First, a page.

For centuries, institutions of higher learning have stood frozen in time as the world around them changed. The traditional model of attending lectures, and taking exams has pretty much been the same since time immemorial. But all that is changing. There is no denying it. Online learning is impacting the future of higher education.
The cracks are appearing in the bricks, and the windows are being blown wide open by the ferocity of today’s “storms.” Universities are grappling with their future as viable institutions.
The (proverbial) storms I’m referring to come in two forms.
A Funding Crisis
Institutions’ costs are going up each year as expenditures on technology and salaries increase. Additionally, the government is beginning to lessen their subsidies towards universities. There is a crisis brewing and some experts predict many universities will have to close their doors in the coming decade.
Online Learning Takes Off
The second front is the proliferation of online learning, specifically in the form of MOOCS (massive online open courses). MOOCS are personalized online courses that allow thousands of students to participate and are offered at a fraction of the cost of traditional university degrees.
Traditional universities, however, have an important advantage over online degrees. Attending university comes with the all-important social benefits. And one should not underestimate the importance of the social aspect. Students learn how to interact with each other and debate, how to present themselves. They make social and professional contacts. How can an online program compete with that?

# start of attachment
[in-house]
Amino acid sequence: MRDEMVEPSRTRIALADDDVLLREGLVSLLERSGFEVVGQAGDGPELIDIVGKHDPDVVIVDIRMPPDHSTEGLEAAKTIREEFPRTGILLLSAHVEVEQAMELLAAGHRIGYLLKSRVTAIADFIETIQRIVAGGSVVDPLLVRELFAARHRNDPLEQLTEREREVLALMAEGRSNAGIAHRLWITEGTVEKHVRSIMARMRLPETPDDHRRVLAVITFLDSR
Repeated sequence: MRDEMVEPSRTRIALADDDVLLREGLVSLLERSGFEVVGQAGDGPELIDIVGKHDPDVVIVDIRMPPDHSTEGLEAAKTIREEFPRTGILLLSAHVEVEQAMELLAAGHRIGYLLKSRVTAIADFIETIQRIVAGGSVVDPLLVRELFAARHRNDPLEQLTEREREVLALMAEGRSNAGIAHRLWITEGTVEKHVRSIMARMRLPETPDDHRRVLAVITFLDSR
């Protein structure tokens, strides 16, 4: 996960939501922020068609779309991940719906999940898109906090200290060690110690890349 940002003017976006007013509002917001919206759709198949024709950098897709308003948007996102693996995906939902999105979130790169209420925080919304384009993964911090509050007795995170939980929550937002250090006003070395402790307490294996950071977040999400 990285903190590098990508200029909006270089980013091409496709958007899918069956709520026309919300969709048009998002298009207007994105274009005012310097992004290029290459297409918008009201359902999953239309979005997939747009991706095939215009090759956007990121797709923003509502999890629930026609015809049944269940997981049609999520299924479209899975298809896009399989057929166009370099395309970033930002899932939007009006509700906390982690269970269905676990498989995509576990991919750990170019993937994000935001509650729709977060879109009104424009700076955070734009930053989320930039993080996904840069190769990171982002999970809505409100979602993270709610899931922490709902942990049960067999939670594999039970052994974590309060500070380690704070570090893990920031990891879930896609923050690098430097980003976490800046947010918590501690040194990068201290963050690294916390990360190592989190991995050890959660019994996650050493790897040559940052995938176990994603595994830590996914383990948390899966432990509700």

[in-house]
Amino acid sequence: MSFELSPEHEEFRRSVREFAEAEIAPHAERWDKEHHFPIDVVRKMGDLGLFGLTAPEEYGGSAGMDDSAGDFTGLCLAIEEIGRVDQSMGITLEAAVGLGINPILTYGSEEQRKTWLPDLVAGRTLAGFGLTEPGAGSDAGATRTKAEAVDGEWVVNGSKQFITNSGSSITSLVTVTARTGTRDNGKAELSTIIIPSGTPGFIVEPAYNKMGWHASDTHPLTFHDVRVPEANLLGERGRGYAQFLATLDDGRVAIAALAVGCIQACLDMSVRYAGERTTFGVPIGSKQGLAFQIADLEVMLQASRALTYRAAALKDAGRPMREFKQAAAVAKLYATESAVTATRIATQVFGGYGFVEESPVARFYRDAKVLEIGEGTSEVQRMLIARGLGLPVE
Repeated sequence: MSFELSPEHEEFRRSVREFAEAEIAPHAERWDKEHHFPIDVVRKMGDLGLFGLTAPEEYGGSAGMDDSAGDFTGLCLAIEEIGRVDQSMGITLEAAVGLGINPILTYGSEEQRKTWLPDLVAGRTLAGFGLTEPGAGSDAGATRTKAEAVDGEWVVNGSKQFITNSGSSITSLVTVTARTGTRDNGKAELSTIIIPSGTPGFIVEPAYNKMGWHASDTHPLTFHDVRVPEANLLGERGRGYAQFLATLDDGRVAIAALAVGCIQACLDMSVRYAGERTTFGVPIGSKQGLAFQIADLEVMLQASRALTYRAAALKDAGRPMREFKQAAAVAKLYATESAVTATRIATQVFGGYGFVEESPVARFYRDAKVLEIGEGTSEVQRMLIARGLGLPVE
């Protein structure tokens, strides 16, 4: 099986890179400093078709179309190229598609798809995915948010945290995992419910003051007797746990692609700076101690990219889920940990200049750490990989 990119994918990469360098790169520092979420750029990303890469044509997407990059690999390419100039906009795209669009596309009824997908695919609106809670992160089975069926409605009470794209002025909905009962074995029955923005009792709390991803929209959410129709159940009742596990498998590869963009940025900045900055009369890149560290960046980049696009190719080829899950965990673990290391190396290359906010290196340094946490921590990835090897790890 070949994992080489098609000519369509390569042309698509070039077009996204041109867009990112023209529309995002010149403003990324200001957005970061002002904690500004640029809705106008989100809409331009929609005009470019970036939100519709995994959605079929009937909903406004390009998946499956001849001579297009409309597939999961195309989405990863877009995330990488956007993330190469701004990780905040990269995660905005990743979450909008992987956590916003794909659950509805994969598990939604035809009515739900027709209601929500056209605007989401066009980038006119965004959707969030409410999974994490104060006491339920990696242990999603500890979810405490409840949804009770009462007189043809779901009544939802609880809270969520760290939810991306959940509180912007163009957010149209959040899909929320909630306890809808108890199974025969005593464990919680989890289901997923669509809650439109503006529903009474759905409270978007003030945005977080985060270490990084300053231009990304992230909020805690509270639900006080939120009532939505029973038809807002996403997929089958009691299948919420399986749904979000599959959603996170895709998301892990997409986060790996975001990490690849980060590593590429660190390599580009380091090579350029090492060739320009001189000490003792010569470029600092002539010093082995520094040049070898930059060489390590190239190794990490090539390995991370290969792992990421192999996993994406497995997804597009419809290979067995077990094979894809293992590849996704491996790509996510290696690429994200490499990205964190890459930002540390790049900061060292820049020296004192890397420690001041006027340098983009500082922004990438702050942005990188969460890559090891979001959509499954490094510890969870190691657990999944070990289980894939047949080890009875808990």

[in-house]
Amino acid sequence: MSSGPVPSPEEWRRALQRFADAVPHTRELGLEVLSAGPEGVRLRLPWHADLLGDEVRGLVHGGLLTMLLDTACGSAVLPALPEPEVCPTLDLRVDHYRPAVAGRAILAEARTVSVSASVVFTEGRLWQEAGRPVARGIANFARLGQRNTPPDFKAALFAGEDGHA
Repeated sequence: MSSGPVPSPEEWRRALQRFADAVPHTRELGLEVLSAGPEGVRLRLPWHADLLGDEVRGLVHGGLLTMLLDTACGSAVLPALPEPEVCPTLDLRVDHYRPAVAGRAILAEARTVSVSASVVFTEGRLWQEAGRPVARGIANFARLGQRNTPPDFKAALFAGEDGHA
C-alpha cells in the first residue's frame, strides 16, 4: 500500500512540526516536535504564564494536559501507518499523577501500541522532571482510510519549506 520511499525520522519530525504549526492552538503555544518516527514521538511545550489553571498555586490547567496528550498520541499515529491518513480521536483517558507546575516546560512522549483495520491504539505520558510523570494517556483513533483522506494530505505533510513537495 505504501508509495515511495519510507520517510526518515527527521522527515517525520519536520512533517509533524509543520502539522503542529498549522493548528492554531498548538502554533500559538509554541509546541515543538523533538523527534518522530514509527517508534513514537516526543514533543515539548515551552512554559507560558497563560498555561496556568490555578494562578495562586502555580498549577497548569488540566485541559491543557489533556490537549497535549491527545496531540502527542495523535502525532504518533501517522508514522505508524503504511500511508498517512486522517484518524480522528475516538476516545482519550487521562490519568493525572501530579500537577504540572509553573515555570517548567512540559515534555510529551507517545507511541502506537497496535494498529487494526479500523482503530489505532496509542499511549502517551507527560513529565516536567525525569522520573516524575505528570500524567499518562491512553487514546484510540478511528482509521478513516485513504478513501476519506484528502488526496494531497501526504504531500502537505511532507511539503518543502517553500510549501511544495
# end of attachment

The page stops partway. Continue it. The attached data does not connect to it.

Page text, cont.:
The Best of Both Worlds
The obvious answer is to combine the two worlds. And here are some examples of universities doing just that:
Georgia Institute of Technology and Udacity have joined forces with the telecom firm AT&T to create an online master’s degree in computing for $7,000. It runs in parallel with a similar campus-based qualification that costs around $25,000
Minerva University has entry criteria that rivals Ivy League colleges, but far lower fees (around $10,000 a year, instead of up to $60,000). The curriculum includes a foundation year in San Francisco, and the rest of their coursework will be online while students live outside America in emerging economies. The combination of a top education with real life experience should be quite attractive to future employers.
Over 50% of the students at MIT take a MOOC as part of their course.
The John F. Kennedy University in California, which educates mainly older students, accepts EdX MOOC credits towards its degrees.
Georgia Institute of Technology and Udacity have joined forces with AT&T, to create an online master’s degree in computing for $7,000, as opposed to their similar campus-based degree that costs three times as much.
The Ivy League and elite institutions, with established reputations and low student-to-teacher ratios, are the least likely to lose students to online degree programs. There will always be a market for the Ivy League.
But all the other colleges and universities out there….be aware that the times they-are-a-changin. Get on your raincoats or prepare to be blown away!